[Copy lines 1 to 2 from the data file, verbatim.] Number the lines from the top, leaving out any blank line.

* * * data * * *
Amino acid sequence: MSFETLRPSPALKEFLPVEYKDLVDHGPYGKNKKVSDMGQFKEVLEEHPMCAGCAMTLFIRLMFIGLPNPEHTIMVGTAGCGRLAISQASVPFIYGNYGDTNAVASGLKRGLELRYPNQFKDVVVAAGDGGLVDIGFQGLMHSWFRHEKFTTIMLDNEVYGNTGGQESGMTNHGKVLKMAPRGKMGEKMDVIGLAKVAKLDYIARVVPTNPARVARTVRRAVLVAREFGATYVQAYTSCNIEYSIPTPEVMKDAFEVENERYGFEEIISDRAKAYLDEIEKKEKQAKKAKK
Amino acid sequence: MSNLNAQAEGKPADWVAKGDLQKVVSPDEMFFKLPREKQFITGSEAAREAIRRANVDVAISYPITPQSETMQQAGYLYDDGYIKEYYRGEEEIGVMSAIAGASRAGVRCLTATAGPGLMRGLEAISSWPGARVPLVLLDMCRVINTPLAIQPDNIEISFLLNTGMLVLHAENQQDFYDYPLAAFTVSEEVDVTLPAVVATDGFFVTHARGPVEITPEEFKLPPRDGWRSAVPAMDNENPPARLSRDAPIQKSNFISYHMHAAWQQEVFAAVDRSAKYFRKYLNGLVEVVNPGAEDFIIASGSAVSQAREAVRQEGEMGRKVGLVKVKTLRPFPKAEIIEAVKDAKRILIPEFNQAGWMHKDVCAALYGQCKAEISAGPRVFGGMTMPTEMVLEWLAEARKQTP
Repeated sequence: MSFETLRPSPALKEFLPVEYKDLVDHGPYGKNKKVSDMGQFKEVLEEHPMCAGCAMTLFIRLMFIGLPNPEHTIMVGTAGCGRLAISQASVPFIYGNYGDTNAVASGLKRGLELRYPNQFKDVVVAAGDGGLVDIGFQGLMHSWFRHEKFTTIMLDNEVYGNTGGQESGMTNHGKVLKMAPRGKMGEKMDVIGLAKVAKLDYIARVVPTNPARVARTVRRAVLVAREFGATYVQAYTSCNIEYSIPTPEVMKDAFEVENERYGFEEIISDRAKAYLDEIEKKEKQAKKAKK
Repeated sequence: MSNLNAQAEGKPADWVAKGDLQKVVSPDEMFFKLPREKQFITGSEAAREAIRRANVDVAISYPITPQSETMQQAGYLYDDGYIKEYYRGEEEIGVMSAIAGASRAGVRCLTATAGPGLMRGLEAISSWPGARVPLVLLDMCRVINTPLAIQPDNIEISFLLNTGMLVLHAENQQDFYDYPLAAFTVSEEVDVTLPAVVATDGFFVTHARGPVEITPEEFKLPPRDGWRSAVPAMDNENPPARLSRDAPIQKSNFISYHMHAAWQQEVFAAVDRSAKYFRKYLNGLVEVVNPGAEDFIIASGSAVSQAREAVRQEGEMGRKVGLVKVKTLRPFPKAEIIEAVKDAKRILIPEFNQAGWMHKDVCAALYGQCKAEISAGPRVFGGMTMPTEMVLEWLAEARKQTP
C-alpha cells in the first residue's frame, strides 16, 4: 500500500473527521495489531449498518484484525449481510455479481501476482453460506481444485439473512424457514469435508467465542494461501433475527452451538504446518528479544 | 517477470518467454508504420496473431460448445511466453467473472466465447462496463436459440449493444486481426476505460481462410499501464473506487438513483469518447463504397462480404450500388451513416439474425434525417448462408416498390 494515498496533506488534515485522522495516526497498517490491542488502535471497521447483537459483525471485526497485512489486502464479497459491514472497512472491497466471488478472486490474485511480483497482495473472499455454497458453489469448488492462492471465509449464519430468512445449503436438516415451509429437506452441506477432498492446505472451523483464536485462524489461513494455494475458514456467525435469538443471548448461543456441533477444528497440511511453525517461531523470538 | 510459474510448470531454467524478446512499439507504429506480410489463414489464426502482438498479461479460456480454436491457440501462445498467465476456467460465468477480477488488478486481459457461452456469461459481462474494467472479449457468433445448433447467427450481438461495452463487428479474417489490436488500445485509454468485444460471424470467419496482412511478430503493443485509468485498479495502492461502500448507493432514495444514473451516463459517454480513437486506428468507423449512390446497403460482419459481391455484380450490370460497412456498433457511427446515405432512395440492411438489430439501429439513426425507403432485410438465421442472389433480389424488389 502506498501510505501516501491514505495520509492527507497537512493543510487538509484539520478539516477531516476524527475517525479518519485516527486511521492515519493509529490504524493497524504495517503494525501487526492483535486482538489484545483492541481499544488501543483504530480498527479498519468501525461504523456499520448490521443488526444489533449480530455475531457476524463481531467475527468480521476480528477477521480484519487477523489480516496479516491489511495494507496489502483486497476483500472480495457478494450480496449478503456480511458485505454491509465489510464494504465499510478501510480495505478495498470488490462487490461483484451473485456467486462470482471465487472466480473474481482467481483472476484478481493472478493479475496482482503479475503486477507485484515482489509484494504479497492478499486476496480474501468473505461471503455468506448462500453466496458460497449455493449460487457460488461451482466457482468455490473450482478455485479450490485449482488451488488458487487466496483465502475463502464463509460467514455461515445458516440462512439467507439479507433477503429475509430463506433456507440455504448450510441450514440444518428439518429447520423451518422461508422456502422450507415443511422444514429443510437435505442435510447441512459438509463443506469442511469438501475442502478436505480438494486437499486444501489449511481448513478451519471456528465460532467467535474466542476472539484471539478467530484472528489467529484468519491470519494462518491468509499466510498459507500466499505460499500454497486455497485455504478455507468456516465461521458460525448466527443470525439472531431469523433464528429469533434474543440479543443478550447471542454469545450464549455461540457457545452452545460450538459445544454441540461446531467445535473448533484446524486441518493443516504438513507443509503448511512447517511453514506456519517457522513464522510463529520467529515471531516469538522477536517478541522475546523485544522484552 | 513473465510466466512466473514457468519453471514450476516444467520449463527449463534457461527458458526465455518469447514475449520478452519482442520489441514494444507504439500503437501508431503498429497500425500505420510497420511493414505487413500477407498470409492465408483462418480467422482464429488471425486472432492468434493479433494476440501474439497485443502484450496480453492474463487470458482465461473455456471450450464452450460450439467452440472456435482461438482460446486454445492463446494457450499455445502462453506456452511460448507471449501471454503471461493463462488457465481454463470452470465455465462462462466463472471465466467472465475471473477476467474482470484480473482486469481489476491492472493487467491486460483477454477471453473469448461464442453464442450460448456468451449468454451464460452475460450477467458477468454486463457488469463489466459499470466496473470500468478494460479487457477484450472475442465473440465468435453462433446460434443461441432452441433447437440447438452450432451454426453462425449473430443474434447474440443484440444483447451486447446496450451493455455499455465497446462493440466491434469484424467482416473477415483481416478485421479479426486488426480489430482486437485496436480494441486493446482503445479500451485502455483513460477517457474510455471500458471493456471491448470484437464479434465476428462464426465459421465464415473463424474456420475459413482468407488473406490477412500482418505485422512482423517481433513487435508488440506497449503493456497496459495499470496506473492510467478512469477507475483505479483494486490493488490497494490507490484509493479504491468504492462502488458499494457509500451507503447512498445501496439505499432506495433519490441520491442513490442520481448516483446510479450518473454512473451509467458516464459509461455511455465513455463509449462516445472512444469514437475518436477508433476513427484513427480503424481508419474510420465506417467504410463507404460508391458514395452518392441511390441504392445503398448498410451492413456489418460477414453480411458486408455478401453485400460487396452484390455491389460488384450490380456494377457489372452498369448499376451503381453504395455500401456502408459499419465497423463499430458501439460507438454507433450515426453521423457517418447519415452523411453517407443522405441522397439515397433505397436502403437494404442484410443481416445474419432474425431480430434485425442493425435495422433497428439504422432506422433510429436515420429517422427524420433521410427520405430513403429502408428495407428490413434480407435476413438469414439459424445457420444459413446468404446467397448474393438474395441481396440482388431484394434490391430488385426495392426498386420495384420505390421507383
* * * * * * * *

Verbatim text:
Amino acid sequence: MSFETLRPSPALKEFLPVEYKDLVDHGPYGKNKKVSDMGQFKEVLEEHPMCAGCAMTLFIRLMFIGLPNPEHTIMVGTAGCGRLAISQASVPFIYGNYGDTNAVASGLKRGLELRYPNQFKDVVVAAGDGGLVDIGFQGLMHSWFRHEKFTTIMLDNEVYGNTGGQESGMTNHGKVLKMAPRGKMGEKMDVIGLAKVAKLDYIARVVPTNPARVARTVRRAVLVAREFGATYVQAYTSCNIEYSIPTPEVMKDAFEVENERYGFEEIISDRAKAYLDEIEKKEKQAKKAKK
Amino acid sequence: MSNLNAQAEGKPADWVAKGDLQKVVSPDEMFFKLPREKQFITGSEAAREAIRRANVDVAISYPITPQSETMQQAGYLYDDGYIKEYYRGEEEIGVMSAIAGASRAGVRCLTATAGPGLMRGLEAISSWPGARVPLVLLDMCRVINTPLAIQPDNIEISFLLNTGMLVLHAENQQDFYDYPLAAFTVSEEVDVTLPAVVATDGFFVTHARGPVEITPEEFKLPPRDGWRSAVPAMDNENPPARLSRDAPIQKSNFISYHMHAAWQQEVFAAVDRSAKYFRKYLNGLVEVVNPGAEDFIIASGSAVSQAREAVRQEGEMGRKVGLVKVKTLRPFPKAEIIEAVKDAKRILIPEFNQAGWMHKDVCAALYGQCKAEISAGPRVFGGMTMPTEMVLEWLAEARKQTP